Author: Nicole Restle
ca. 2 minutes

A piano can be so much more than a piano: percussion, noise machine, gamelan orchestra... For the composers of the 20th century, the piano was no longer just an instrument of melody and harmony; they turned it into an experimental laboratory for new sounds. Béla Bartók, Igor Stravinsky and Sergei Prokofiev discovered its percussive qualities and used its rhythmic power. The pianist and his instrument became the rhythmic motor of a composition.

The piano as experimental laboratory

The American composer Henry Cowell had other ideas: he reached with his hands directly onto the piano strings, which he plucked, wiped and scraped. In this way, he elicited quite unusual sounds from the piano. He called this technique string piano. It was further developed by his pupil John Cage, who pulled strips of paper or felt through the strings and stuck screws, bolts, wood as well as erasers of different hardness between the strings. These objects changed their vibrational behaviour. When the pianist touched the keys, the sound of the piano was altered to such an extreme that a whole new tonal world was created. The “prepared piano” was born.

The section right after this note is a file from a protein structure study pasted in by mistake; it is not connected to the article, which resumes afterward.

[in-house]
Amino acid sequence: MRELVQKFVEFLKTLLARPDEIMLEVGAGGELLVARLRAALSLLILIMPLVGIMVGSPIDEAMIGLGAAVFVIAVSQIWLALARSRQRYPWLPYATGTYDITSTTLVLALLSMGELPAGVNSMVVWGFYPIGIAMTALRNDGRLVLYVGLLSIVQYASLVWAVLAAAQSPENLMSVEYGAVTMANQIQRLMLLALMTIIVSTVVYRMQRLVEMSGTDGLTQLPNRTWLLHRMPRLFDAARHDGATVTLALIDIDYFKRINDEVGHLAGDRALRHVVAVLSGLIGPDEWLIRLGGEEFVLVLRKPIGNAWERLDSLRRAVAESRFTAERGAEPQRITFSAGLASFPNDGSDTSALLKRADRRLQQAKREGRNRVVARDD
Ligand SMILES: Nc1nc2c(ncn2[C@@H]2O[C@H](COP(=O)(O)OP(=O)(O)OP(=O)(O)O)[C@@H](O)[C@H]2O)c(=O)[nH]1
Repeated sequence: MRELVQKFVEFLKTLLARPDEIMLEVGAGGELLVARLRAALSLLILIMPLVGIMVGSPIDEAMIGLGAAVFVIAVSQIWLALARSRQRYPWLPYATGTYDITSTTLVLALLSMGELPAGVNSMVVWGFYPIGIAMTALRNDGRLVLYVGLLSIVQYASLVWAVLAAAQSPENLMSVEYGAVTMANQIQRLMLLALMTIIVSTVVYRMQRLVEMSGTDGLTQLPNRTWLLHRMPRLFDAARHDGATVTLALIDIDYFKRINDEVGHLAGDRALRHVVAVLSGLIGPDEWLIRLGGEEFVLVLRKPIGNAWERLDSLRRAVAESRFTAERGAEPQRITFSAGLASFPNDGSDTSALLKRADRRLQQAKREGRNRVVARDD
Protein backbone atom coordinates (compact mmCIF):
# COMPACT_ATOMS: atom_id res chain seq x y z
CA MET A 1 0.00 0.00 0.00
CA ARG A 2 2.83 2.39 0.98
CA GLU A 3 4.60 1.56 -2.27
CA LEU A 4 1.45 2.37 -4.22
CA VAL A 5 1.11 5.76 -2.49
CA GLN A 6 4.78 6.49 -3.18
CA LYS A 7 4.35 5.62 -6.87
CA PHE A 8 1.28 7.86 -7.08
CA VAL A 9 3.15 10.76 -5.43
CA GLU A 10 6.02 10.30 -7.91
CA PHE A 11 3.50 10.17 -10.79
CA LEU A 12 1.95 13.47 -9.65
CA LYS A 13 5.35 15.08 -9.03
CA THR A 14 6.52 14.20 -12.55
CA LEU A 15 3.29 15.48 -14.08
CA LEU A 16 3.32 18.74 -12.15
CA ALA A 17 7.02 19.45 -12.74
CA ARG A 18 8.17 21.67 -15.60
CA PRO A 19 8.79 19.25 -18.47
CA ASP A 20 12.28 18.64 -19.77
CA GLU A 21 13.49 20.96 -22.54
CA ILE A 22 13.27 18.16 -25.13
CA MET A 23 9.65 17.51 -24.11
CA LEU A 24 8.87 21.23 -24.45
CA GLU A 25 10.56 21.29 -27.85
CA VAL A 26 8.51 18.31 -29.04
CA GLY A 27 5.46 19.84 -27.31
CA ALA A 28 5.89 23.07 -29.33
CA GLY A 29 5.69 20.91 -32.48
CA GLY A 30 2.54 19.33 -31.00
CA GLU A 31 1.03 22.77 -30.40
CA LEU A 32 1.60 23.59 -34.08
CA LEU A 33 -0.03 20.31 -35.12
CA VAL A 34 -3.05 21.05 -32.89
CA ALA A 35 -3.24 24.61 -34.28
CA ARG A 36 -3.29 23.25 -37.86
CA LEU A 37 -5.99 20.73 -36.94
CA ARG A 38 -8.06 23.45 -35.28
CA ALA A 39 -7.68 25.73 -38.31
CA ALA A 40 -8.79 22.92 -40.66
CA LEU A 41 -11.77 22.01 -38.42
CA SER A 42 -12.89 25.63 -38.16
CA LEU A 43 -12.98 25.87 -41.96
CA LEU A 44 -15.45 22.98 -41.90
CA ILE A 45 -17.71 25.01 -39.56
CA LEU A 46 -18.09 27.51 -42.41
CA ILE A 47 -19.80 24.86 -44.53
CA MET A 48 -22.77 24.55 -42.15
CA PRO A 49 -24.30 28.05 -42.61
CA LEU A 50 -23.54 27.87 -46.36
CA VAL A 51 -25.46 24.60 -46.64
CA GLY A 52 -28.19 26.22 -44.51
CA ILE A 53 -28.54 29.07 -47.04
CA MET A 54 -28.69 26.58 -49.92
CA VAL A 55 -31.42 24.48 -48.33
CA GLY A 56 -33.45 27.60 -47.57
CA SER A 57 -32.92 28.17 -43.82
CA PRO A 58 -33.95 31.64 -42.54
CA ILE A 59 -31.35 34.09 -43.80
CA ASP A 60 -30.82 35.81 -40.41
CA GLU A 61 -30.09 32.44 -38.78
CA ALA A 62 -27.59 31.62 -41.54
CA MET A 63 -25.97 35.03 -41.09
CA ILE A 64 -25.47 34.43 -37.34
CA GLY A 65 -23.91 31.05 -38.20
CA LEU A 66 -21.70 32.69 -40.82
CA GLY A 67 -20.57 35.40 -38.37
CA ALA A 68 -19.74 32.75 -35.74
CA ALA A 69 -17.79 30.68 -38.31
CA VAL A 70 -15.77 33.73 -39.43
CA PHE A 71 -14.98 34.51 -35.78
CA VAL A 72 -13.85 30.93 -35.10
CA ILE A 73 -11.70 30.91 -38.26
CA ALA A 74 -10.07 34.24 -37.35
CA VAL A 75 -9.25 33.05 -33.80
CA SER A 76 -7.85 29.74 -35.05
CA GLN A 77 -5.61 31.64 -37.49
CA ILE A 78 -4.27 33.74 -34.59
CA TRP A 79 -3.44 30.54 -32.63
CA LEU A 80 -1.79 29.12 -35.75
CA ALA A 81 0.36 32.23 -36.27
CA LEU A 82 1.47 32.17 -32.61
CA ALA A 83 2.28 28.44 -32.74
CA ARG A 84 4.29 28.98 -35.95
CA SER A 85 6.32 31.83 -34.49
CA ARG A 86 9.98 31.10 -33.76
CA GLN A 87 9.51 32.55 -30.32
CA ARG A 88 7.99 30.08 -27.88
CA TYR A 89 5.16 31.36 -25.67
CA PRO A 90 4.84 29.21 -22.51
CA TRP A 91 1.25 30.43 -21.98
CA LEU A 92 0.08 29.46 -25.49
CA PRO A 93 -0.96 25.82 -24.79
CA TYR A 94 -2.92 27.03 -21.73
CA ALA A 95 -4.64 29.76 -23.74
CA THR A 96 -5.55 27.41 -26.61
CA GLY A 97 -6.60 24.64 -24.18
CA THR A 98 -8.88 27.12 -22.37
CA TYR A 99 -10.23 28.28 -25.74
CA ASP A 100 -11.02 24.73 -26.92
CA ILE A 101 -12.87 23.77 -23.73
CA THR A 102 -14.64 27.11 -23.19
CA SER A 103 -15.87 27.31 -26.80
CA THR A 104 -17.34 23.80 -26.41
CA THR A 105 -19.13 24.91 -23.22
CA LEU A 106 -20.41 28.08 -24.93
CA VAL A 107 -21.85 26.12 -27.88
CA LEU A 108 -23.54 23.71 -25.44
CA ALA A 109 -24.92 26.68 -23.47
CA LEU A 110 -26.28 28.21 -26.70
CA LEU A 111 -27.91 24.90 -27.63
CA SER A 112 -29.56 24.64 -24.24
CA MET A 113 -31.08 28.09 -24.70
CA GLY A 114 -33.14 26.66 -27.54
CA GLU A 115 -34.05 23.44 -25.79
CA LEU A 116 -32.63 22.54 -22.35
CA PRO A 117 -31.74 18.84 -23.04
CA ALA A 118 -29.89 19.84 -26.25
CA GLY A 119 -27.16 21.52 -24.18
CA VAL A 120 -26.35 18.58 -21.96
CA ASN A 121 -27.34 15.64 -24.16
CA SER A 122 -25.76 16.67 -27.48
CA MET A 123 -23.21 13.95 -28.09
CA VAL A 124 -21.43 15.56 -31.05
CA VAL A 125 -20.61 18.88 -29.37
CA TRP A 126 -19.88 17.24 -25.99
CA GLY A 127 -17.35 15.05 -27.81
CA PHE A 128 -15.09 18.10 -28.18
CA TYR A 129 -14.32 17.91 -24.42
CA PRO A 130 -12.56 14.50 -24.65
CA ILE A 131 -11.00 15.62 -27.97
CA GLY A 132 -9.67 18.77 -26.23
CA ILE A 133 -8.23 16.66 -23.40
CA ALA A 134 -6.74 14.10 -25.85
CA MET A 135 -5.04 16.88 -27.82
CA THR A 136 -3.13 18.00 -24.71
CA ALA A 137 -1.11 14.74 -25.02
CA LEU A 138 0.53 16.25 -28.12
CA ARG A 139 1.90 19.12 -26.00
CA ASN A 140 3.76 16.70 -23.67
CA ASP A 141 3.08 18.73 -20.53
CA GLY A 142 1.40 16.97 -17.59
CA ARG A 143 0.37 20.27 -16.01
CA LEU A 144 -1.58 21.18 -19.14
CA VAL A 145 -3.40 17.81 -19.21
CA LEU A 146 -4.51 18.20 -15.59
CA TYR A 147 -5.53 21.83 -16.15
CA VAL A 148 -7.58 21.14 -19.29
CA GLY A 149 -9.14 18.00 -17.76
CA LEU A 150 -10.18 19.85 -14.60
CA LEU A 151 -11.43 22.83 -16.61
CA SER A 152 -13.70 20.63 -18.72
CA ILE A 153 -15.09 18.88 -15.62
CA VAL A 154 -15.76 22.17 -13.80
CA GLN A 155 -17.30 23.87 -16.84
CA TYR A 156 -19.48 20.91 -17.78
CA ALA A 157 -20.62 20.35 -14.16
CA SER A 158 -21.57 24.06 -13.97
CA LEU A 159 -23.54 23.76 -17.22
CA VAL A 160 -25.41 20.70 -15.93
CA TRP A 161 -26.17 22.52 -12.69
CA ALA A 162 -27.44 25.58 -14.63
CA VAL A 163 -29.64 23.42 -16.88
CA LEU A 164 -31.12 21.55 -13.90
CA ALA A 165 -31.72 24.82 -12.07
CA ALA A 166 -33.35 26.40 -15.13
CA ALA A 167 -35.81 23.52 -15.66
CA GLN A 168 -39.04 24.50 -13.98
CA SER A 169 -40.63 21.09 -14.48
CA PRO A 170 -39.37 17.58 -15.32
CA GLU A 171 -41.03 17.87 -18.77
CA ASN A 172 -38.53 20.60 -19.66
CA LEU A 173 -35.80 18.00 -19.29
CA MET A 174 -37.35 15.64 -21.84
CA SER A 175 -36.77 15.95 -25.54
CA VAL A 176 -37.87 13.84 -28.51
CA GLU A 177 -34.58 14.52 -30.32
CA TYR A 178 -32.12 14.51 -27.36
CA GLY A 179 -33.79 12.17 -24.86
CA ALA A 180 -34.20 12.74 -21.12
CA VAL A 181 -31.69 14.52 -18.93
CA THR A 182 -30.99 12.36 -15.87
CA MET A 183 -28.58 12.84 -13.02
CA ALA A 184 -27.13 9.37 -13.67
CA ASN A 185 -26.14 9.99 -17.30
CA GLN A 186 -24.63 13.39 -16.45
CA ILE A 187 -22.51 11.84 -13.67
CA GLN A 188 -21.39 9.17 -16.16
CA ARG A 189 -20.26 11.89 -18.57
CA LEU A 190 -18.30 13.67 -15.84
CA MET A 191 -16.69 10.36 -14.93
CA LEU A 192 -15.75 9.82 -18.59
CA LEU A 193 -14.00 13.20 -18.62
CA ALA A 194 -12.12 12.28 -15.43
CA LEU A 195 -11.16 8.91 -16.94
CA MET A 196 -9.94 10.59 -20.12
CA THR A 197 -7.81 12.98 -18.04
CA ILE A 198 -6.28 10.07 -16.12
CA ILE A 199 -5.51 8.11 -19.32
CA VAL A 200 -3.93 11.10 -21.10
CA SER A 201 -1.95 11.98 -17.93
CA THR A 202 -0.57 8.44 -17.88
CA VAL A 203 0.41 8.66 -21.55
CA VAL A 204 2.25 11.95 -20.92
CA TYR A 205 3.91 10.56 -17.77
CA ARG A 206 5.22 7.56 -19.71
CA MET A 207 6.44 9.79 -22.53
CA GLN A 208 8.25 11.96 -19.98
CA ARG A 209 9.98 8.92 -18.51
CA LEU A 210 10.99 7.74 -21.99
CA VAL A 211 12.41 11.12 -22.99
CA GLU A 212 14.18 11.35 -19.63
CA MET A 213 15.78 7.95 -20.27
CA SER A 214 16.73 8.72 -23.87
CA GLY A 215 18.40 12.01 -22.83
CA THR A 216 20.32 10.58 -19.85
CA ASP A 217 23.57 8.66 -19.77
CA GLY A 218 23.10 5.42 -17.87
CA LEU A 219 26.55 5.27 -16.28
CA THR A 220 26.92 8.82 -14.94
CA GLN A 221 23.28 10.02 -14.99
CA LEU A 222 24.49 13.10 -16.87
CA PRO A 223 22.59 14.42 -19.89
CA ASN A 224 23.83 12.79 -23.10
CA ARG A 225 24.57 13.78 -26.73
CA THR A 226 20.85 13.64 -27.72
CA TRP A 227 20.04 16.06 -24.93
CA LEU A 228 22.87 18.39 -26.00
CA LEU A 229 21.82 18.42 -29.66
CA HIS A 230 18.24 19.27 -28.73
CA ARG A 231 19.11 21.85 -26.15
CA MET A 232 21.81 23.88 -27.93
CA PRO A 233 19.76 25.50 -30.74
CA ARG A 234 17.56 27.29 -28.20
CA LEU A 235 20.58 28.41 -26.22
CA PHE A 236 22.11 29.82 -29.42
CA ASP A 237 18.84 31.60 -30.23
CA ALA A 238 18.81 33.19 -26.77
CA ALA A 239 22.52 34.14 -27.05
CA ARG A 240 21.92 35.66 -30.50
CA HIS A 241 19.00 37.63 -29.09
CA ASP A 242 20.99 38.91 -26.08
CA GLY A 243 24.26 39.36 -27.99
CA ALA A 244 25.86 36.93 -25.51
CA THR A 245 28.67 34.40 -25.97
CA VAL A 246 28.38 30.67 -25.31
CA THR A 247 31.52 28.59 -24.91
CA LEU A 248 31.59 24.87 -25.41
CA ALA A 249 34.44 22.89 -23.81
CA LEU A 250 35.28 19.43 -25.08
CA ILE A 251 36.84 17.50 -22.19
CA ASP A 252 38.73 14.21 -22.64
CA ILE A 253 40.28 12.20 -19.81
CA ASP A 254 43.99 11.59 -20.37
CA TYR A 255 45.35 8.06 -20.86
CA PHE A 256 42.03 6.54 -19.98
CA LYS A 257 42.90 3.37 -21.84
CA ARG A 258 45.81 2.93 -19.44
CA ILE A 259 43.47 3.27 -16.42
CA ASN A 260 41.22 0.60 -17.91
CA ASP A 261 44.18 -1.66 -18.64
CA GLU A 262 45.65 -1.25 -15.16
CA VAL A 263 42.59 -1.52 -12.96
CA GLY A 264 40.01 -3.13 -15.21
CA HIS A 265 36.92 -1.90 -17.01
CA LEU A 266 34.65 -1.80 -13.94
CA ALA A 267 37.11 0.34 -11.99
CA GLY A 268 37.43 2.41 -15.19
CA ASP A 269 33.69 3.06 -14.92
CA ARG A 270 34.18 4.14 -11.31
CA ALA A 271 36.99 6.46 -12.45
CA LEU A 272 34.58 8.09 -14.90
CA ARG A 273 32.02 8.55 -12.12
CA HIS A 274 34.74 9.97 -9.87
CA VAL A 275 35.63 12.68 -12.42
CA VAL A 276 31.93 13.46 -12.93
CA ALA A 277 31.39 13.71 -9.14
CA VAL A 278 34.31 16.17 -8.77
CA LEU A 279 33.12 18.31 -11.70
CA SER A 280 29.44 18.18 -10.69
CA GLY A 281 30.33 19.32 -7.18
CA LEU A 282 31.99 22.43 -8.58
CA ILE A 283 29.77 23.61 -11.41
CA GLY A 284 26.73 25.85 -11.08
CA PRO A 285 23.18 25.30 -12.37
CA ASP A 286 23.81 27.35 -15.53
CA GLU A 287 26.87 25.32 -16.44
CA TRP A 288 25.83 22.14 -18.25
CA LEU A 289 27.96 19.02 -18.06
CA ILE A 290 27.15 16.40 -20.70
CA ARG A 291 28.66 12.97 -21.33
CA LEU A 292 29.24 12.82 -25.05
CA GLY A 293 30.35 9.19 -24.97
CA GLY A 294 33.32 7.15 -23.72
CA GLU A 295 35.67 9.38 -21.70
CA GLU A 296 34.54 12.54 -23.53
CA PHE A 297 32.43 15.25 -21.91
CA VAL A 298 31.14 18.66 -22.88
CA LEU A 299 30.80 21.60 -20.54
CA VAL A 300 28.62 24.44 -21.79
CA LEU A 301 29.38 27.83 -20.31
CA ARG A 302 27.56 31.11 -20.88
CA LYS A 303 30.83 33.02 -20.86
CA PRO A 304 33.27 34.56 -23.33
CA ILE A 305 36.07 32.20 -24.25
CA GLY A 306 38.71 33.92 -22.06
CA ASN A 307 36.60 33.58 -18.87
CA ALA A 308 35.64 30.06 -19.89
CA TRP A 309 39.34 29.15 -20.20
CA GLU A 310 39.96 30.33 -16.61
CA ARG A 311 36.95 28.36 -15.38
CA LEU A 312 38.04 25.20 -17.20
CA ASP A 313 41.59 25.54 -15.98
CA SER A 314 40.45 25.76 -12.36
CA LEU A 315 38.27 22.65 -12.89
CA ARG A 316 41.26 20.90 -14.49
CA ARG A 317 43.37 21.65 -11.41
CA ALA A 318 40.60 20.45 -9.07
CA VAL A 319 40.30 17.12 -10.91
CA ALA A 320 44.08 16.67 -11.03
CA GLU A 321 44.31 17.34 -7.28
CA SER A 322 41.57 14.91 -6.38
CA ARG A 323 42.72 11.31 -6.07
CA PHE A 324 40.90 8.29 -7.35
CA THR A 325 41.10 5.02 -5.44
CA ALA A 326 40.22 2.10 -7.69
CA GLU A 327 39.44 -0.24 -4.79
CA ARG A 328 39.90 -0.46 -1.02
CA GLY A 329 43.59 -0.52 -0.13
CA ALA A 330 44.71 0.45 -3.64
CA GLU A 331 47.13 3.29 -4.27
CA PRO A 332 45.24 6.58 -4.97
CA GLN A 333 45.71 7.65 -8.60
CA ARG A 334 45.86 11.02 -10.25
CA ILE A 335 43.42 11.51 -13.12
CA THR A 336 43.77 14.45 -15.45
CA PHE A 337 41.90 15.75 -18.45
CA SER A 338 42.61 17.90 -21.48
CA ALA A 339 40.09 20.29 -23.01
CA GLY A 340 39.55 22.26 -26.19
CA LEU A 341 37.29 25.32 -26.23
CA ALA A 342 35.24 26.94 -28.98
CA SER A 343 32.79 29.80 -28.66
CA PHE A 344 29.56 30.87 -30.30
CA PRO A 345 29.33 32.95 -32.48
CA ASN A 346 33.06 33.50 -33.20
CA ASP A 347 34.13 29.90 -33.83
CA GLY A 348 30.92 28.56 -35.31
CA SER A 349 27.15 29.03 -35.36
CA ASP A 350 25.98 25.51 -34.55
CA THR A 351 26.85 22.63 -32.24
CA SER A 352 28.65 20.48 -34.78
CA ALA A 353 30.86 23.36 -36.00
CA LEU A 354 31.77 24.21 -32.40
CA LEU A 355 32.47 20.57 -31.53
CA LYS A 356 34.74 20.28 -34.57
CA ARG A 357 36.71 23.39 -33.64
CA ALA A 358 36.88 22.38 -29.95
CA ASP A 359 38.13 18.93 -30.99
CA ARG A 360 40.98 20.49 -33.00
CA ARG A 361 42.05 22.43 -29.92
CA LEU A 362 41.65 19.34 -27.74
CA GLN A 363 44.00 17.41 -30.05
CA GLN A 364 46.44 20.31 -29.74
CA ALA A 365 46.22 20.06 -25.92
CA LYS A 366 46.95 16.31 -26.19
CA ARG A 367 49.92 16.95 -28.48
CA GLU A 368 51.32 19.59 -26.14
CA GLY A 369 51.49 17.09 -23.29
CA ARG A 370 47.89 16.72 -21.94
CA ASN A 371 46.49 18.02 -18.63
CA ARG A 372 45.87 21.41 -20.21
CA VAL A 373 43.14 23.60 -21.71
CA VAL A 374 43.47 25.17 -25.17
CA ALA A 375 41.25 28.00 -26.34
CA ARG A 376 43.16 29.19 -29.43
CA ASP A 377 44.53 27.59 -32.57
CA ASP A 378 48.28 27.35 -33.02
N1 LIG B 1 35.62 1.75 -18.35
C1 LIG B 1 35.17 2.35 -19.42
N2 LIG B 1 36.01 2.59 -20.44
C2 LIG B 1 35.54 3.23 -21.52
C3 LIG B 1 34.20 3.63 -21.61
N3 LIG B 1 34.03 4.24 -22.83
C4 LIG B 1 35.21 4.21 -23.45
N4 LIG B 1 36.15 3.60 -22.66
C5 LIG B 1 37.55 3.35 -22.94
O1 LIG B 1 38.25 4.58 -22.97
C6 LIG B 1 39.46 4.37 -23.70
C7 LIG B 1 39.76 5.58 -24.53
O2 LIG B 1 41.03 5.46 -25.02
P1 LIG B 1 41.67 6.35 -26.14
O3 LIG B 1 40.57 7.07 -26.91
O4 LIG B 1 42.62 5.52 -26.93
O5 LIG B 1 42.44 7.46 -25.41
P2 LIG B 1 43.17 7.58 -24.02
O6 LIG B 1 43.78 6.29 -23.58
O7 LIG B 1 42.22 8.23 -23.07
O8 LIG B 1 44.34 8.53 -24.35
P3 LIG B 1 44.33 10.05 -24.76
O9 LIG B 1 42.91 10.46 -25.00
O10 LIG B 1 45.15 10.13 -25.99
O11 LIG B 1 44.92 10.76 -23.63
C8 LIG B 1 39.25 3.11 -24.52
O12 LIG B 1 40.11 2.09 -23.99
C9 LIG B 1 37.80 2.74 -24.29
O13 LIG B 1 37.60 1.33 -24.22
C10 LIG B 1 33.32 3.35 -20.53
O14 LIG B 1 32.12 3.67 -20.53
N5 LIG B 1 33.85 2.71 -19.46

Time-consuming preparation for new sound worlds

John Cage is regarded as the father of the prepared piano. It became an inexhaustible source of discovery for him. He had very precise ideas about sound, which he recorded in detailed descriptions of how the instrument should be set up. For example, in his piece Daughters of the Lonesome Isle, the piano sounds like a gamelan orchestra, an Indonesian instrumental ensemble whose characteristic sound is produced mainly by bronze gongs and metallophones. Cage’s idea set a precedent and was taken up by many contemporary composers. However, simply sitting down and hitting the keys is not possible with works for prepared piano. Preparing the instrument beforehand is quite time-consuming and can take hours.